“Made to feel like a burden”: Accessing menstrual products within Georgia correctional facilities


Guest Blog by Dr. Ronke Olowojesiku, recent graduate of Augusta University/University of Georgia Medical Partnership and the Medical College of Georgia. Prior to her move to Washington, DC to begin her Residency, Dr. Olowojesiku was an active supporter of Georgia STOMP through partner organization, Period UGA.

Something as simple as reaching into a drawer for a tampon or pad can easily be taken for granted. Imagine if before reaching into said drawer, you had to ask permission to do so, and that, once permission was granted, it no longer mattered because the drawer was empty and would not be refilled until later. In the meantime, you had to make do with pieces of toilet paper or nothing at all, hoping that you would not soil yourself, sitting in feelings of anxiousness and humiliation. This narrative reflects the stories that were shared by women currently imprisoned in the state of Georgia. In February 2020, a survey was conducted at Whitworth Women’s Facility, a state penitentiary in Hart County, Georgia, asking women about their experiences with menstrual product access at their local and county prisons prior to transfer to Whitworth, and their experiences at the state prison. The findings from the survey speak to an under addressed issue within our state with regards menstrual product access for those who are incarcerated.

The 11 women who responded to the survey were held at 10 different local and county facilities prior to transfer to Whitworth. While most of the respondents said that menstrual care products were available free of charge at their local or county facility, almost all of them said they did not have direct access to the products. They typically had to go through a prison official to gain access, and many times these officials were male. In describing their experiences in accessing products, the women shared feelings of embarrassment, apprehension, and/or feeling dismissed or not being taken seriously. Says one respondent regarding requests for products,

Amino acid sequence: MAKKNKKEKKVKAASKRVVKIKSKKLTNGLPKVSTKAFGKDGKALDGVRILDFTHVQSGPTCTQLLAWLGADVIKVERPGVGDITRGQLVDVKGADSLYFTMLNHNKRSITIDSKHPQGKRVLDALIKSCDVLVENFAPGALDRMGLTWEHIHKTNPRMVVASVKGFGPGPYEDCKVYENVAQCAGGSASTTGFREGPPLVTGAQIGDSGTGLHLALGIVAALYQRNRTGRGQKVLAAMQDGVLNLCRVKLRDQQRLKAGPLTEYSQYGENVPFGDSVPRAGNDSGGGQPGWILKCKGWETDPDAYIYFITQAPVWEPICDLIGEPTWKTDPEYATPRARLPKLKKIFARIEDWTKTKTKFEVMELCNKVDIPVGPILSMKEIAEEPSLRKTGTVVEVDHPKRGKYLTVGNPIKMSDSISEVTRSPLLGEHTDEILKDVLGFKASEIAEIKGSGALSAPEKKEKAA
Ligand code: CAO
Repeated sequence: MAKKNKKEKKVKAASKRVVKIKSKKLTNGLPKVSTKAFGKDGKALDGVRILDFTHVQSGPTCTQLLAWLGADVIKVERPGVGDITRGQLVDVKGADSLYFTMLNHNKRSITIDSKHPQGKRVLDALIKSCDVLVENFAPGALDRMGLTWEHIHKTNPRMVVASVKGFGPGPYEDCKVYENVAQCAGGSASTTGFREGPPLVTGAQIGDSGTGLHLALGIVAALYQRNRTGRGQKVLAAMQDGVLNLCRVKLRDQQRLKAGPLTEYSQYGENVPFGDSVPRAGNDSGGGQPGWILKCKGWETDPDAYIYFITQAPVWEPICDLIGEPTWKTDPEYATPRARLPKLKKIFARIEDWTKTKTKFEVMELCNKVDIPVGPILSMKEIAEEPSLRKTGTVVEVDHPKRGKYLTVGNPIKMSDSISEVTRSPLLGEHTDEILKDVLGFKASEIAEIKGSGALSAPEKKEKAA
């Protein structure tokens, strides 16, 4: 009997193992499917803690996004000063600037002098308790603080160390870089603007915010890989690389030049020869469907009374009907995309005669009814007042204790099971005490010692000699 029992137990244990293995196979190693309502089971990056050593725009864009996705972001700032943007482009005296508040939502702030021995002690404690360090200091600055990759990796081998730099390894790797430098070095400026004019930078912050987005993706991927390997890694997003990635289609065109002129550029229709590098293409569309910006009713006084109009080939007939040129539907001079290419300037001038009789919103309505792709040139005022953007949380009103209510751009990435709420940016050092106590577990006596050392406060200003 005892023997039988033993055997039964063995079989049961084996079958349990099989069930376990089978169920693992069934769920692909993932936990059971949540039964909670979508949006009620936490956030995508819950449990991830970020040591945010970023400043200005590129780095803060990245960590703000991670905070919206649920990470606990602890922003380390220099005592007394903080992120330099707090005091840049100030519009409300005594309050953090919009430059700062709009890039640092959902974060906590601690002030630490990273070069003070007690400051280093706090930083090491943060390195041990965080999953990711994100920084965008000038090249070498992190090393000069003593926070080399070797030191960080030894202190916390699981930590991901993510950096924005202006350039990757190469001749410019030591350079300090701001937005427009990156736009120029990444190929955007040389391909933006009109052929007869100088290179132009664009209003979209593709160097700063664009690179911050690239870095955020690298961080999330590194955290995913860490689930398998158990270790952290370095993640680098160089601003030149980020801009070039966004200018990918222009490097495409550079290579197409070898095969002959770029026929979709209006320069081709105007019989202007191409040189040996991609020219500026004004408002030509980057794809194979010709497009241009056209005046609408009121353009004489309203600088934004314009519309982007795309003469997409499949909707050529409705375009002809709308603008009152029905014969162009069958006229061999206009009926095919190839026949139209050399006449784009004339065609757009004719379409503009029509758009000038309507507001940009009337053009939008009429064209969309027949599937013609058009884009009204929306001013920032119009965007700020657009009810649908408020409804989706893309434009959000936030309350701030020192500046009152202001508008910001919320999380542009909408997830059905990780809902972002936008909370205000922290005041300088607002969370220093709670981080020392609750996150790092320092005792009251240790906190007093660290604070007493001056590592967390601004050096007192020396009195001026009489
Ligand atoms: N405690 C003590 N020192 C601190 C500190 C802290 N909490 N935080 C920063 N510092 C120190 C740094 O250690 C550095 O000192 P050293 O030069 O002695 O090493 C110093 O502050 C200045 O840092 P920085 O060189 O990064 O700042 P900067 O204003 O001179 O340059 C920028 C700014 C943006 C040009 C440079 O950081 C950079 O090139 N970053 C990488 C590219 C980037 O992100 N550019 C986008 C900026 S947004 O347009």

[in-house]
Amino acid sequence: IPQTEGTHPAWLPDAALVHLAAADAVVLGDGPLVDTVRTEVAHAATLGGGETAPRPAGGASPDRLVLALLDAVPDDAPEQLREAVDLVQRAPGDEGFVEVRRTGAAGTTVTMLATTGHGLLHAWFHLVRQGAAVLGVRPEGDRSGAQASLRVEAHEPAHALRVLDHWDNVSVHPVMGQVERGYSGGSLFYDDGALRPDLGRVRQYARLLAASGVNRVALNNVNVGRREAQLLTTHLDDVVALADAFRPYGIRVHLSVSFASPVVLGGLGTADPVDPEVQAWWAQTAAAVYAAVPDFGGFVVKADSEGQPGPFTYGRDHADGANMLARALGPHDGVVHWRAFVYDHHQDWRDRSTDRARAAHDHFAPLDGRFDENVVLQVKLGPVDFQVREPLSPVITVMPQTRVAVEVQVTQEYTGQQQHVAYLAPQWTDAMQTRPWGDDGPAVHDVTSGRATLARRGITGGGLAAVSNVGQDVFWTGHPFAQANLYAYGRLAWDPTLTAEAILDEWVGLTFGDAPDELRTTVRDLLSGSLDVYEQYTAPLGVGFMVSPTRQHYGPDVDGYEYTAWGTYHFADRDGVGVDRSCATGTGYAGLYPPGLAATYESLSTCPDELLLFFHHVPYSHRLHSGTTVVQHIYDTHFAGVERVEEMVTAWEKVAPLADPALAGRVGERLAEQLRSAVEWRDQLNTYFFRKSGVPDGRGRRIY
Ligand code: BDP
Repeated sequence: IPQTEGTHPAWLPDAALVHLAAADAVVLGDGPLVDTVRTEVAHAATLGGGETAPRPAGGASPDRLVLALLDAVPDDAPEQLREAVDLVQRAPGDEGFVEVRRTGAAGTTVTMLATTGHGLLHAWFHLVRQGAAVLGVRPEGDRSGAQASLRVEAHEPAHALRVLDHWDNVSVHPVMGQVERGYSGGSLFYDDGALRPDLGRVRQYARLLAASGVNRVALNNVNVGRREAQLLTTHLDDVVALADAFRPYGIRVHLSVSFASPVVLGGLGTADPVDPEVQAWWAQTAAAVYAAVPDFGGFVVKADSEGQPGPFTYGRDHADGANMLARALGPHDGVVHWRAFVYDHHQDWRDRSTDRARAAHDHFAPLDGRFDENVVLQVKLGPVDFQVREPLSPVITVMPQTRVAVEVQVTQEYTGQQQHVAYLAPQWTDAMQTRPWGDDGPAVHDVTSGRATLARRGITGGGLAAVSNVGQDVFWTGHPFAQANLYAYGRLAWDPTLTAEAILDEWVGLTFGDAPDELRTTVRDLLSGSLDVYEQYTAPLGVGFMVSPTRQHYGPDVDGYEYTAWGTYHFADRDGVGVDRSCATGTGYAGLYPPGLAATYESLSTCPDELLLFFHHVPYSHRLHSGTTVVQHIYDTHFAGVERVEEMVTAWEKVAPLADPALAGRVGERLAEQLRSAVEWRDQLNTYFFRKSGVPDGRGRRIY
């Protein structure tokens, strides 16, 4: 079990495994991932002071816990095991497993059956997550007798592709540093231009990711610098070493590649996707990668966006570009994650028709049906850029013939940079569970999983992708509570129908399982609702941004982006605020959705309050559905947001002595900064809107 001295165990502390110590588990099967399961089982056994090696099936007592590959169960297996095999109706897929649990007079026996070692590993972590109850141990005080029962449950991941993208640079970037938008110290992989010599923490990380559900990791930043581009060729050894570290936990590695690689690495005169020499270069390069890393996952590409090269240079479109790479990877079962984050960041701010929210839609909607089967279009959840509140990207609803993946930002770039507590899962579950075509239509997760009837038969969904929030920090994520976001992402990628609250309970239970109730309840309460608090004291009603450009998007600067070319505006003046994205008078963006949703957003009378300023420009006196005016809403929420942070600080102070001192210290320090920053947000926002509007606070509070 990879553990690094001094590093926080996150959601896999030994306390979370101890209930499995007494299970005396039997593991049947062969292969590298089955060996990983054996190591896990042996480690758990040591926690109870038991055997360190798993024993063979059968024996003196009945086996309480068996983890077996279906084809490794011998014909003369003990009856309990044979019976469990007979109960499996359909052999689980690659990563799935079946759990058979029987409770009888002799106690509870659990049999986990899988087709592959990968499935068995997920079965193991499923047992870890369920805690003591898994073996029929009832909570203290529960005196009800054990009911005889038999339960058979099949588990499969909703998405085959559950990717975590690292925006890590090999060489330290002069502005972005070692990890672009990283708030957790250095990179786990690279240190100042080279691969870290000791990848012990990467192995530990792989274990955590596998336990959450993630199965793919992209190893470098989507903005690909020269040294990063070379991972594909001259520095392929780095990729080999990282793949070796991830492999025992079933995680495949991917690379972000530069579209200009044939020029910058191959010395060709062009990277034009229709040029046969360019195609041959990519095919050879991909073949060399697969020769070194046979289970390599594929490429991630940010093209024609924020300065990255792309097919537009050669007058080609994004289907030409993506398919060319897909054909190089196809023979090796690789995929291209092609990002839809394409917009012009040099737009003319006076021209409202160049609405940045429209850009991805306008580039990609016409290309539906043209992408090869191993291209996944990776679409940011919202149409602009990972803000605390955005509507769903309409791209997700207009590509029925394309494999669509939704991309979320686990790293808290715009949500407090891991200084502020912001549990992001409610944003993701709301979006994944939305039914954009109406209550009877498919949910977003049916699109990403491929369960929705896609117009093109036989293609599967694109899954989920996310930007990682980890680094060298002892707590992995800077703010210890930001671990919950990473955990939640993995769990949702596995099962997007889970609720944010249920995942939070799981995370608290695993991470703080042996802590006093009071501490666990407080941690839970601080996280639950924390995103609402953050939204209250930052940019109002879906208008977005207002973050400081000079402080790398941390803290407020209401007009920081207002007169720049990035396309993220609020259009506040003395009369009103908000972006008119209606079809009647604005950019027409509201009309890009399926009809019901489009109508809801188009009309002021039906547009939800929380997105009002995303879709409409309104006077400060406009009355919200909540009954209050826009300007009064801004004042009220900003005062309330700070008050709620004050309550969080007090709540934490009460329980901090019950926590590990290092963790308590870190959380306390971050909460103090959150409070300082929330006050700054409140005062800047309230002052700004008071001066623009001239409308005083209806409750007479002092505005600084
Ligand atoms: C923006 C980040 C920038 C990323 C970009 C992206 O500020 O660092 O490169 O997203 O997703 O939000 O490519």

“We often were made to feel like a burden for asking for more. It was very humiliating having to ask the men and nothing we could do if they chose not to or forgot.”

 Yet another woman reported having to wait to get products, saying,

“If your menstrual started while we were in our cells we were told to use tissue until ‘free time.’”

In contrast to these reports, at Whitworth, products are kept in a central cabinet which the women have unrestricted access to. While some reported concerns of others taking more products than needed, overall, less women reported issues getting products or feeling uncomfortable about accessing products when compared to their prior experiences at local and county facilities. This finding is promising and presents an alternative for managing menstrual health and hygiene in prisons.

Adequate menstrual hygiene helps to prevent reproductive and urinary tract infections, as well maintain individual dignity. Menstruation is a normal, physiological process that should be respected and well cared for, regardless if one is imprisoned or not. The reports from these women show that providing the products is not good enough; thought and care into how these products are distributed is needed. If there are obstacles, such as having to pay for products, having to go through a prison official, or having to ask a male official, then those who need the products are less likely to get them and are more likely to experience poor outcomes as a result. No one should be made to feel like a burden for a process that their body naturally undergoes, and steps should be taken to ensure that this is not so.

Dr. Olowojesiku’s Data Summary in pdf format: Menstrual Product Survey from Whitworth Women

Menstrual Product Survey from Whitworth WomenMenstrual Product Survey from Whitworth Women2

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